Teen Idol Rode Wave Between Elvis, Beatles

Bobby Rydell also starred in the musical 'Bye Bye Birdie'
By Newser Editors and Wire Services
Posted Apr 6, 2022 6:17 PM CDT
Bobby Rydell Had Series of Hits Between Elvis, Beatles
Former teen idols Frankie Avalon, left, Fabian, and Bobby Rydell show off their footprints in plaster casts on the Boardwalk in Atlantic City, NJ, in 1998.   (AP Photo/B. Vartan Boyajian, File)

Bobby Rydell, a heartthrob of early rock 'n' roll who was a star of radio, television, and the movie musical Bye Bye Birdie, died Tuesday. Rydell died of complications from pneumonia at a hospital in a suburb of his hometown of Philadelphia, the AP reports. Rydell, who credited a 2012 kidney and liver transplant with extending his life, was 79. Along with James Darren, Fabian, and Frankie Avalon, Rydell was among a wave of wholesome teen idols who emerged after Elvis Presley and before the rise of the Beatles.

Between 1959 and 1964, Rydell had nearly three dozen Top 40 singles, including "Wild One," "Volare," "Wildwood Days," "The Cha-Cha-Cha," and "Forget Him," a song of consolation for a bereft girl that helped inspire the Beatles classic "She Loves You." He had recurring roles on the Red Skelton Show and other television programs, and 1963's Bye Bye Birdie was rewritten to give Rydell a major part as the boyfriend of Ann-Margret. He didn't want to move to Hollywood, however, and Birdie became his only significant movie role—though the high school in the hit 1970s musical Grease was named for him.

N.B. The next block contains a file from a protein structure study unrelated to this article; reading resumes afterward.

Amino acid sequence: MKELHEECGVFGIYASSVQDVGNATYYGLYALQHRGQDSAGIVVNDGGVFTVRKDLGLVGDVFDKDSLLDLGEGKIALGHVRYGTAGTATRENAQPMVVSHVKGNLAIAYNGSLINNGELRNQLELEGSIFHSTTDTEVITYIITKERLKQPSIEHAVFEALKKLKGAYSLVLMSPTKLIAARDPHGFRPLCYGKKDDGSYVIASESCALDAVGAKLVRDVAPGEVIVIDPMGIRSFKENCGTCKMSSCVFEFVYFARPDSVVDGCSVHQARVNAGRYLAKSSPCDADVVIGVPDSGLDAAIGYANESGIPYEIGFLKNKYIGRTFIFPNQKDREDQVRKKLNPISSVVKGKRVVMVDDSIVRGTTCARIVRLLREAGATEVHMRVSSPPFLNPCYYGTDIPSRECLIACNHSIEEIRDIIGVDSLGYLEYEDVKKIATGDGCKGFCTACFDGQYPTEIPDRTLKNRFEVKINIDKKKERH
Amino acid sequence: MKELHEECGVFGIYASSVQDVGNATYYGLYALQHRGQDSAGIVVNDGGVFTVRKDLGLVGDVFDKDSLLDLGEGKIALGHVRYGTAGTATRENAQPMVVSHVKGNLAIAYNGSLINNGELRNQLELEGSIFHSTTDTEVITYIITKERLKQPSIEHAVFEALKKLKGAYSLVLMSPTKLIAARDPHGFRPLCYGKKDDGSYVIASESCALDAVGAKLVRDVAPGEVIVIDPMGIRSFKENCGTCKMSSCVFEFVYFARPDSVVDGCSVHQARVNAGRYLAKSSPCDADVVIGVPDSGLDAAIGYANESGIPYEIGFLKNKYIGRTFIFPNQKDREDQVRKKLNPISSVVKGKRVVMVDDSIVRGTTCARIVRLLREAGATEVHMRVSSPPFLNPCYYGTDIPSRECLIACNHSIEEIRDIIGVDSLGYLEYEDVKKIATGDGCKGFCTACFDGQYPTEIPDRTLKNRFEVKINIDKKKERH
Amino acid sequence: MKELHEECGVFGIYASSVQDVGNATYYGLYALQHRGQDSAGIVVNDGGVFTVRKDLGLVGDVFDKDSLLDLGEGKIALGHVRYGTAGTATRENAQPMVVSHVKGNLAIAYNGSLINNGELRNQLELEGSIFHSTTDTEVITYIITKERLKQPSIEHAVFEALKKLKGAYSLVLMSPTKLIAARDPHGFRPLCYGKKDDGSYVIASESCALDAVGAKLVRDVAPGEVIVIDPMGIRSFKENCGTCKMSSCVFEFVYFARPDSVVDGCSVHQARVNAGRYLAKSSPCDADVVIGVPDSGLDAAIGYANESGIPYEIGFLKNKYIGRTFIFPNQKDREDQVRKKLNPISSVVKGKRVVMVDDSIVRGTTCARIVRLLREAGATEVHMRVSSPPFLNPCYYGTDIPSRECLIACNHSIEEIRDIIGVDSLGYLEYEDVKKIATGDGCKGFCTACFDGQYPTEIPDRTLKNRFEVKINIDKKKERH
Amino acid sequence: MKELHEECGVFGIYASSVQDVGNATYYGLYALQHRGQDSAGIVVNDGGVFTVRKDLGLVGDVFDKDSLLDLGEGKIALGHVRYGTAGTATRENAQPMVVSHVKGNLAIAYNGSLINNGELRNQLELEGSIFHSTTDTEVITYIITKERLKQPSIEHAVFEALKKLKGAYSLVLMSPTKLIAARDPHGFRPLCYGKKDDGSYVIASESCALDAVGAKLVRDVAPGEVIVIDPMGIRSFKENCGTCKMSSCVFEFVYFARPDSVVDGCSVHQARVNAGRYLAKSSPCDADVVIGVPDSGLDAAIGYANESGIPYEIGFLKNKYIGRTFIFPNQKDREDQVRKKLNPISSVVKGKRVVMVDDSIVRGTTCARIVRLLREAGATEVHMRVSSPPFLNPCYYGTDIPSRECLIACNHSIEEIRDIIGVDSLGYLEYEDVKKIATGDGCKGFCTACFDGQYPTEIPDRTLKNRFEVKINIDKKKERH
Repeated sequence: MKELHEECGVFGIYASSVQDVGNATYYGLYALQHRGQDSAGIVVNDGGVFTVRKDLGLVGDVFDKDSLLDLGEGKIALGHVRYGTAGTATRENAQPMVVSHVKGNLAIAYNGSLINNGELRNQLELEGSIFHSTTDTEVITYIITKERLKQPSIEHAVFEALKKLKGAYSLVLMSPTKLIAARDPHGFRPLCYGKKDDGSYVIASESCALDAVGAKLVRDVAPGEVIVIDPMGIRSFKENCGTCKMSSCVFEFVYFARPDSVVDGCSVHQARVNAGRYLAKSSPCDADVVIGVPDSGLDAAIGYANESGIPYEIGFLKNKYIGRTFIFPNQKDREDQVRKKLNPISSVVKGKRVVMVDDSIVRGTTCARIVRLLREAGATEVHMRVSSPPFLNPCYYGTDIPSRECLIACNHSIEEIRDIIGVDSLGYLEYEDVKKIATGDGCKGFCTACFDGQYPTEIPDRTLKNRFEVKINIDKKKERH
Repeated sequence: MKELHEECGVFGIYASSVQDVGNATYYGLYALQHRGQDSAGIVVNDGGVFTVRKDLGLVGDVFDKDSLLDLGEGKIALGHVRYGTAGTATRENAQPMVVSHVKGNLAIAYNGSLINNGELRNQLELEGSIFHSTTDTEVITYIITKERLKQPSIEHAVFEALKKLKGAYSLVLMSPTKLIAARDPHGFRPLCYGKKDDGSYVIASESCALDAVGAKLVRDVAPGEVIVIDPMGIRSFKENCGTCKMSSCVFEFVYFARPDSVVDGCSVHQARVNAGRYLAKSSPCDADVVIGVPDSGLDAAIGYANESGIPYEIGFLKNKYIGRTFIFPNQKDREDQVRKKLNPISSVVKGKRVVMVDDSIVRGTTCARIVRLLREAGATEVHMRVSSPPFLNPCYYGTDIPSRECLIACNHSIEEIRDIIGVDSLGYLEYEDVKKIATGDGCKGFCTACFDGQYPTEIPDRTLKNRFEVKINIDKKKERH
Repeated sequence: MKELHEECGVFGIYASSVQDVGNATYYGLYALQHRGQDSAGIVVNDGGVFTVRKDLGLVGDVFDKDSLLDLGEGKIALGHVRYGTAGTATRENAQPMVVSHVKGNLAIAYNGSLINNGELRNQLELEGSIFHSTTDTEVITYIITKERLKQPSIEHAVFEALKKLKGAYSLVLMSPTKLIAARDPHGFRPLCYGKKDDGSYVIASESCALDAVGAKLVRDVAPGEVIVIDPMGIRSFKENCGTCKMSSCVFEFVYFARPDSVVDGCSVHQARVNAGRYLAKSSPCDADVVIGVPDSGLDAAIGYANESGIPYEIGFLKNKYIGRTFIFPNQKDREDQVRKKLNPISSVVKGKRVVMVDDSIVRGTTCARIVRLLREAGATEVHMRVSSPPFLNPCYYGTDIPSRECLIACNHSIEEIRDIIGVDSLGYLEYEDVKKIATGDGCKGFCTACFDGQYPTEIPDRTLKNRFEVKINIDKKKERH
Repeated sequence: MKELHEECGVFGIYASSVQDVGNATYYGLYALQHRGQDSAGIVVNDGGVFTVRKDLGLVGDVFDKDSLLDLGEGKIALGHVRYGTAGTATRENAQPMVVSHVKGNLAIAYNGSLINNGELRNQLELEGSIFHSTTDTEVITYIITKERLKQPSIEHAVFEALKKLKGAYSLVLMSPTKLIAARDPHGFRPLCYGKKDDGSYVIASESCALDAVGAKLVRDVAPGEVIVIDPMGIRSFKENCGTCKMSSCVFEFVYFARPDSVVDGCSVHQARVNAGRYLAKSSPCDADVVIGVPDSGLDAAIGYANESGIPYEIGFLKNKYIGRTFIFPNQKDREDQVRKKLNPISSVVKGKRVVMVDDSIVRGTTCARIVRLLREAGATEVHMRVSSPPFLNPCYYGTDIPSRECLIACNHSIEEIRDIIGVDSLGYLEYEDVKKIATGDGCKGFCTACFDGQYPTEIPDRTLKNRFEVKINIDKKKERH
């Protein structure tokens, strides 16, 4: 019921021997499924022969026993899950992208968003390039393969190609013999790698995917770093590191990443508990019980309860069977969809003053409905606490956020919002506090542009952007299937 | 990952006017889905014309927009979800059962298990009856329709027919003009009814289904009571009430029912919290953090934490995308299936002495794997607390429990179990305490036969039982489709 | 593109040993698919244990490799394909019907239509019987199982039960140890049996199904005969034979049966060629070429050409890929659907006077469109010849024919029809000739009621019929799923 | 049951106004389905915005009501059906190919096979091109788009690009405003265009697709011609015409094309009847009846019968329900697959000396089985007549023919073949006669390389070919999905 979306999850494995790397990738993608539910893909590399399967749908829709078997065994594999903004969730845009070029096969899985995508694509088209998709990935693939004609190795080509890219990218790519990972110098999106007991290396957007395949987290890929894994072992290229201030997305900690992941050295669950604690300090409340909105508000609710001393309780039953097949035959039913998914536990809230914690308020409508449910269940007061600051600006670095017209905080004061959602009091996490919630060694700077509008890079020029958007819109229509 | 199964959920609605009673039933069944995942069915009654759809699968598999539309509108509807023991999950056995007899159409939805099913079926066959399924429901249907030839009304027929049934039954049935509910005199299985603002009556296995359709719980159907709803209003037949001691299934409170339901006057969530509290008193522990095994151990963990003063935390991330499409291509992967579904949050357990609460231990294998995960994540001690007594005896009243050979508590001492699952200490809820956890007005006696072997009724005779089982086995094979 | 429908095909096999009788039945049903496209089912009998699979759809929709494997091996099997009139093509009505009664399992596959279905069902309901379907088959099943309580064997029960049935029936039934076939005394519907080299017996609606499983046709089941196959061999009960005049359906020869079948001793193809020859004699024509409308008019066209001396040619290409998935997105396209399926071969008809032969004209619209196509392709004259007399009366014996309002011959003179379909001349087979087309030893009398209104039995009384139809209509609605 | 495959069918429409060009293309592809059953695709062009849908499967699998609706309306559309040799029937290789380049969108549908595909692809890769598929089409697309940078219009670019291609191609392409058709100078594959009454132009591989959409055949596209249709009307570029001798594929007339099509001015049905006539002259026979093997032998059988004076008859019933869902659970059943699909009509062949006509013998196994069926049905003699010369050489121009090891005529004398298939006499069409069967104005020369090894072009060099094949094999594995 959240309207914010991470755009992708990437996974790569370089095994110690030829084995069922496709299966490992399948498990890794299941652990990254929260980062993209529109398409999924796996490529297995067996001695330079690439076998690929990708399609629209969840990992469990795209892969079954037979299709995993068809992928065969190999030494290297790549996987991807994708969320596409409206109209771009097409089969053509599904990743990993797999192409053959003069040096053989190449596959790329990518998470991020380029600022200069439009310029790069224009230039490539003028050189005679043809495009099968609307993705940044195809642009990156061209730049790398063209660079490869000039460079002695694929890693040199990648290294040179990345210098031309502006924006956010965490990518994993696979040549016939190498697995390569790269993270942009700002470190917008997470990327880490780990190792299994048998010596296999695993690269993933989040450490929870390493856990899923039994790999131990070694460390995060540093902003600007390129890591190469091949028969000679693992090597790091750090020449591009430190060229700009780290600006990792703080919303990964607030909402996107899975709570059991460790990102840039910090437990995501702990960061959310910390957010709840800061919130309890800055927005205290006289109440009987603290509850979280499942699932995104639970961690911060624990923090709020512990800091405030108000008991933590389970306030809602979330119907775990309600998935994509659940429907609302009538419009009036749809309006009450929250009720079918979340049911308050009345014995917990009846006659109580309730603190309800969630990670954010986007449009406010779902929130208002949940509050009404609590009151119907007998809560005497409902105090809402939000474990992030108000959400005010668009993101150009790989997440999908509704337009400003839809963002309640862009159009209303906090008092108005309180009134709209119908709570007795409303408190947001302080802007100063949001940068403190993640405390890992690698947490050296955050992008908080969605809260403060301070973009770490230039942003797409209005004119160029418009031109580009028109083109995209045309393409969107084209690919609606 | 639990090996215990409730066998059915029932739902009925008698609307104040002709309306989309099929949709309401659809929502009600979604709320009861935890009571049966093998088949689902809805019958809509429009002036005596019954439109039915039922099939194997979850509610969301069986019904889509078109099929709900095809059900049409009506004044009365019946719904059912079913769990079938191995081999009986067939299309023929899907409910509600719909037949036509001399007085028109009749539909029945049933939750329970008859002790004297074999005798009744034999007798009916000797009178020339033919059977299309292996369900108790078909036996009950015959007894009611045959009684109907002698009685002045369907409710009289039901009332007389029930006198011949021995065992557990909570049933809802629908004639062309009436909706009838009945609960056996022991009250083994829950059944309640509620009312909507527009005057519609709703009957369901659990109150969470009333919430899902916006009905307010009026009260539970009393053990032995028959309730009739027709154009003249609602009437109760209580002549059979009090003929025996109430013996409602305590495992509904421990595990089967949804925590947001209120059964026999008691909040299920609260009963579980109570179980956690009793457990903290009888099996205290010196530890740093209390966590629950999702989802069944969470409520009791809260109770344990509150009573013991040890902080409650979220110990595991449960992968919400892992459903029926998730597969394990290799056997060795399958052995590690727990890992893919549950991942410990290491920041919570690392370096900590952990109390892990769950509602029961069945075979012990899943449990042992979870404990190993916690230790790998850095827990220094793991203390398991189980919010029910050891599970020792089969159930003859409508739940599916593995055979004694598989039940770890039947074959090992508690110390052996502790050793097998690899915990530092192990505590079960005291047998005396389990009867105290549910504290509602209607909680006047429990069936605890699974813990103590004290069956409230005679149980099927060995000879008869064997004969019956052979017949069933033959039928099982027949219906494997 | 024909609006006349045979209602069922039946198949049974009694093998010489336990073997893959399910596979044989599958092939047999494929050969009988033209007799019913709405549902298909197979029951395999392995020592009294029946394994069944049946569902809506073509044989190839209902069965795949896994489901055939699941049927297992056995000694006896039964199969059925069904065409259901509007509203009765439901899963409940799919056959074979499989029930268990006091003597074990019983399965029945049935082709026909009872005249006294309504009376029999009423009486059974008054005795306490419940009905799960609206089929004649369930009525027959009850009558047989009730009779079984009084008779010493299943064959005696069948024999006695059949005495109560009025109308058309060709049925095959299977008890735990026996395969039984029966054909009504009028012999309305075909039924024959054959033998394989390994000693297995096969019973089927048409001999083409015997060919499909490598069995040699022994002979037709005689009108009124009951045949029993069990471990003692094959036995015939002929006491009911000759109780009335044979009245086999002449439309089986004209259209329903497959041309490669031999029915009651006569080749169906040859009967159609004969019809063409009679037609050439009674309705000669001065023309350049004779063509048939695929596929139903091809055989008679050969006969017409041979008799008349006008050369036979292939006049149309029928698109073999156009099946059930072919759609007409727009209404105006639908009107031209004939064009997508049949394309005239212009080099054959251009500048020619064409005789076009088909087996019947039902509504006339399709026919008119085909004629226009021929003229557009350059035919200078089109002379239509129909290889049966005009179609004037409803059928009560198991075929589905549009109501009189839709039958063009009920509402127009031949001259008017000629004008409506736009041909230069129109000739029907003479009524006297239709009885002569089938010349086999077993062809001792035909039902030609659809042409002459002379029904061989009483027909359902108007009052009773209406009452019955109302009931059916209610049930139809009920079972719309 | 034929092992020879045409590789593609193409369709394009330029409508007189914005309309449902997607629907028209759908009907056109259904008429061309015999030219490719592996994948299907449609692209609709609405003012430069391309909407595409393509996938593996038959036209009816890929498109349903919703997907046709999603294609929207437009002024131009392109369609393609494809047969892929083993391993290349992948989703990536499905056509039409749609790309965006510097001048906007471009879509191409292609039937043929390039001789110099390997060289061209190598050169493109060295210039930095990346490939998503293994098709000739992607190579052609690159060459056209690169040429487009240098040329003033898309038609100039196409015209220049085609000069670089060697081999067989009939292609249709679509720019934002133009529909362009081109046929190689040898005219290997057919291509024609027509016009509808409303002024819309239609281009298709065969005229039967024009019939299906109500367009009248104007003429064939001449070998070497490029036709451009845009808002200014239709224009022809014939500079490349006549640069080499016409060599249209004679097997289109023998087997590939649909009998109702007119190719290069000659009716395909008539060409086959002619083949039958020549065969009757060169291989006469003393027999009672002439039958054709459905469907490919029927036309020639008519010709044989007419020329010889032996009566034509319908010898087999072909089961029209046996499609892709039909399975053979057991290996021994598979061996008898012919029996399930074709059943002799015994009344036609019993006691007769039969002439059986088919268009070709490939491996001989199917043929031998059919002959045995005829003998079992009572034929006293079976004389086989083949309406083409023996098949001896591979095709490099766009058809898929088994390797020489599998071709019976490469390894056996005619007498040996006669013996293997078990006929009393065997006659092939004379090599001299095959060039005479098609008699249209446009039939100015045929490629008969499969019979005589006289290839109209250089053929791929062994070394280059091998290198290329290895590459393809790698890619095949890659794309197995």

Rydell lived in the Philadelphia area for most of his life. The block of 11th Street where he grew up was christened Bobby Rydell Boulevard in 1995. "I never thought of myself as a celebrity," he said in 2003. "I was just a guy who went out there and worked." He was born Robert Ridarelli in a neighborhood that would also produce teen idols Darren, Fabian, and Avalon. They knew each other as children—Rydell played drums with Avalon on trumpet in a group. Rydell got his big break in 1959 on American Bandstand, which originally was broadcast from Philadelphia. His first hit, "Kissing Time," followed, and the skinny 17-year-old with a pompadour haircut rocketed to stardom. By the mid-'60s, changing musical tastes defused the hit-making careers of Rydell and his compatriots,

(More obituary stories.)

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